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Drug dealer set for sentencing

by Minden Press-Herald


A convicted drug dealer is set to be in court Friday, June 5, for sentencing after he was found guilty of possession and distribution of Schedule II CDS (crack cocaine).

Keddrick Kennon, also known as Birdman, 42, was found not guilty of distribution of a substance falsely represented as a controlled dangerous substance.

District Attorney Schuyler Marvin has said since Kennon’s conviction that he will file a habitual offender bill, which could remarkably strengthen his sentence.

He will be sentenced by 26th Judicial District Judge Parker Self.

Marvin gave credit to Minden Police Captain Dan Weaver, who served as his agent on the case, saying the Minden narcotics division “did an excellent job in staying focused on drug dealers in Minden.”

Captain Marvin Garrett says Kennon’s record extends all the way back to the early 1990s.

Kennon was arrested on April 2, 2014 on three counts of Schedule II CDS (crack cocaine) and one count of distribution of false pretense of CDS.

“He (allegedly) sold substances that he presented as being illegal narcotics,” Garrett said. “It could be anything like salt or baking soda, or anything that resembles illegal narcotics.”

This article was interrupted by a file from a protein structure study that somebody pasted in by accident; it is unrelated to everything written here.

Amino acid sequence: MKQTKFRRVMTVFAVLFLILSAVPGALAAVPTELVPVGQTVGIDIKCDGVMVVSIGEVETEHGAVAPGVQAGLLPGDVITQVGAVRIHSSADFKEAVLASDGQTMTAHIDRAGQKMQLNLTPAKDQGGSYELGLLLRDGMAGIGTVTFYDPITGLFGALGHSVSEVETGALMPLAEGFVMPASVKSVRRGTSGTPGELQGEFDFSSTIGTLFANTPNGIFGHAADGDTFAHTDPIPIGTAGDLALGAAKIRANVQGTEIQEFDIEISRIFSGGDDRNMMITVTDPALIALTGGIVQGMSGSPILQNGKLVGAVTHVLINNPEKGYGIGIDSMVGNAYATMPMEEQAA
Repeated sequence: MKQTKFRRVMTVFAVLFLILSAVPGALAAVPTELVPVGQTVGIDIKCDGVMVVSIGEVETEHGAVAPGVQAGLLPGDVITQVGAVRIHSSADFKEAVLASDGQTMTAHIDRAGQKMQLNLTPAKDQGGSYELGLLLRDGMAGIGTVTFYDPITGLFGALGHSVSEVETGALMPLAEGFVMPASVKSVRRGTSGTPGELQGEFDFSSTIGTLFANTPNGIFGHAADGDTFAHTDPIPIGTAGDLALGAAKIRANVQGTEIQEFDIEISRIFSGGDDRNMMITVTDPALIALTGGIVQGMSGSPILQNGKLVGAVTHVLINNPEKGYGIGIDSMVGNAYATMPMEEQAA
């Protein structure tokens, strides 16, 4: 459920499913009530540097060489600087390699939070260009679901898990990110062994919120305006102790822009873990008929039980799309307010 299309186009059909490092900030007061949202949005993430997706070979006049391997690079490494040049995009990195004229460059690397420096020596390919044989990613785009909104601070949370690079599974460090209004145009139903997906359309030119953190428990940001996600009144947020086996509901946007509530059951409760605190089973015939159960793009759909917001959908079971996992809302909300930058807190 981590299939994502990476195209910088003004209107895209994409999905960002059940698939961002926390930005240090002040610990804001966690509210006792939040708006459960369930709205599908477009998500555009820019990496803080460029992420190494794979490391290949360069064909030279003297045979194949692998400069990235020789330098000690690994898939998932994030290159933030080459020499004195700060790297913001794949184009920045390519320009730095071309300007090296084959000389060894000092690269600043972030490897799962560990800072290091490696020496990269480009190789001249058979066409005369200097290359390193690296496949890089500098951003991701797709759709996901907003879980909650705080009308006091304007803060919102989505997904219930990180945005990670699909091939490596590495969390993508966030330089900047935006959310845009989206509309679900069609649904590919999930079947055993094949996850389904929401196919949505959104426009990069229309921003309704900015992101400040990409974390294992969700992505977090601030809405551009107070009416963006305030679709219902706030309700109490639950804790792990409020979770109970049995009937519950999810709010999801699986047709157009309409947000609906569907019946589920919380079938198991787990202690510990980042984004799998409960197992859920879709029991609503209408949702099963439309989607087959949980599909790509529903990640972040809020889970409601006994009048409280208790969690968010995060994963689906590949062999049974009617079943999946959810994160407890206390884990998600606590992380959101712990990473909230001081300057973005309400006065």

Kennon was acquitted of that charge.

These charges followed a six-month investigation in which several undercover buys by a confidential informant were made from Kennon, Garrett says.

“He’d been arrested several times in the past for illegal narcotics violations,” he said. “He had three prior convictions of drug violations, and Capt. Weaver and I have dealt with him since the beginning of our careers in 1990. We were getting information and knew him to be a known drug dealer. He was the target of an investigation where we made purchases from him using a confidential informant.”

Kennon was considered a major drug dealer, one of the top level dealers in the community, Garrett says.

Garrett and Weaver both spoke on the habitual offender law, saying if it goes through, this could potentially put Kennon in jail for life.

“The multi-offender bill carries up to a life sentence for a person that’s been convicted three or more times on a narcotics violation,” Garrett said.

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